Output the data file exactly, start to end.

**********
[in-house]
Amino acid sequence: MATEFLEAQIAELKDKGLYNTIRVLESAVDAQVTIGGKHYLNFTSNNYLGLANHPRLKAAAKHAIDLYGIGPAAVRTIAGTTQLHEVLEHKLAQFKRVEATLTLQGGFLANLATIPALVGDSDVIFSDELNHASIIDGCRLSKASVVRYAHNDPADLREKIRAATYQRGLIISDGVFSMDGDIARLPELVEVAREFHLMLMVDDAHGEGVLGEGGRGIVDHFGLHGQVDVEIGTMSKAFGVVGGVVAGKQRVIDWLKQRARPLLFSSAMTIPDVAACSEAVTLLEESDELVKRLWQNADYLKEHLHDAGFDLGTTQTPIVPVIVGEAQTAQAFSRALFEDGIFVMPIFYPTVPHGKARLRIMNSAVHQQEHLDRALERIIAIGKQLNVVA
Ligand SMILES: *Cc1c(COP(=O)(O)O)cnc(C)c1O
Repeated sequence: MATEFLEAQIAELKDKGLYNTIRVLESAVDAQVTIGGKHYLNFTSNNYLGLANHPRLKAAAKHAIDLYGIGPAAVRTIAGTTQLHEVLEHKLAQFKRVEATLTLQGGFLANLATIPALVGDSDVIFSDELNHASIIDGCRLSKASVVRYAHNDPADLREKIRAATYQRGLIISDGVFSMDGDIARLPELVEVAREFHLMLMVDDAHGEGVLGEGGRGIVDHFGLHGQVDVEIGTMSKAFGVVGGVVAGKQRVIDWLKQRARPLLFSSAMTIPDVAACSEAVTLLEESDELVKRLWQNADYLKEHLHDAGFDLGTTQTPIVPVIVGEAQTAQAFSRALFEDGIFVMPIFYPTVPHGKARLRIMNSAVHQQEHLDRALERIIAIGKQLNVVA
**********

[in-house]
Amino acid sequence: MATEFLEAQIAELKDKGLYNTIRVLESAVDAQVTIGGKHYLNFTSNNYLGLANHPRLKAAAKHAIDLYGIGPAAVRTIAGTTQLHEVLEHKLAQFKRVEATLTLQGGFLANLATIPALVGDSDVIFSDELNHASIIDGCRLSKASVVRYAHNDPADLREKIRAATYQRGLIISDGVFSMDGDIARLPELVEVAREFHLMLMVDDAHGEGVLGEGGRGIVDHFGLHGQVDVEIGTMSKAFGVVGGVVAGKQRVIDWLKQRARPLLFSSAMTIPDVAACSEAVTLLEESDELVKRLWQNADYLKEHLHDAGFDLGTTQTPIVPVIVGEAQTAQAFSRALFEDGIFVMPIFYPTVPHGKARLRIMNSAVHQQEHLDRALERIIAIGKQLNVVA
Ligand SMILES: *Cc1c(COP(=O)(O)O)cnc(C)c1O
Repeated sequence: MATEFLEAQIAELKDKGLYNTIRVLESAVDAQVTIGGKHYLNFTSNNYLGLANHPRLKAAAKHAIDLYGIGPAAVRTIAGTTQLHEVLEHKLAQFKRVEATLTLQGGFLANLATIPALVGDSDVIFSDELNHASIIDGCRLSKASVVRYAHNDPADLREKIRAATYQRGLIISDGVFSMDGDIARLPELVEVAREFHLMLMVDDAHGEGVLGEGGRGIVDHFGLHGQVDVEIGTMSKAFGVVGGVVAGKQRVIDWLKQRARPLLFSSAMTIPDVAACSEAVTLLEESDELVKRLWQNADYLKEHLHDAGFDLGTTQTPIVPVIVGEAQTAQAFSRALFEDGIFVMPIFYPTVPHGKARLRIMNSAVHQQEHLDRALERIIAIGKQLNVVA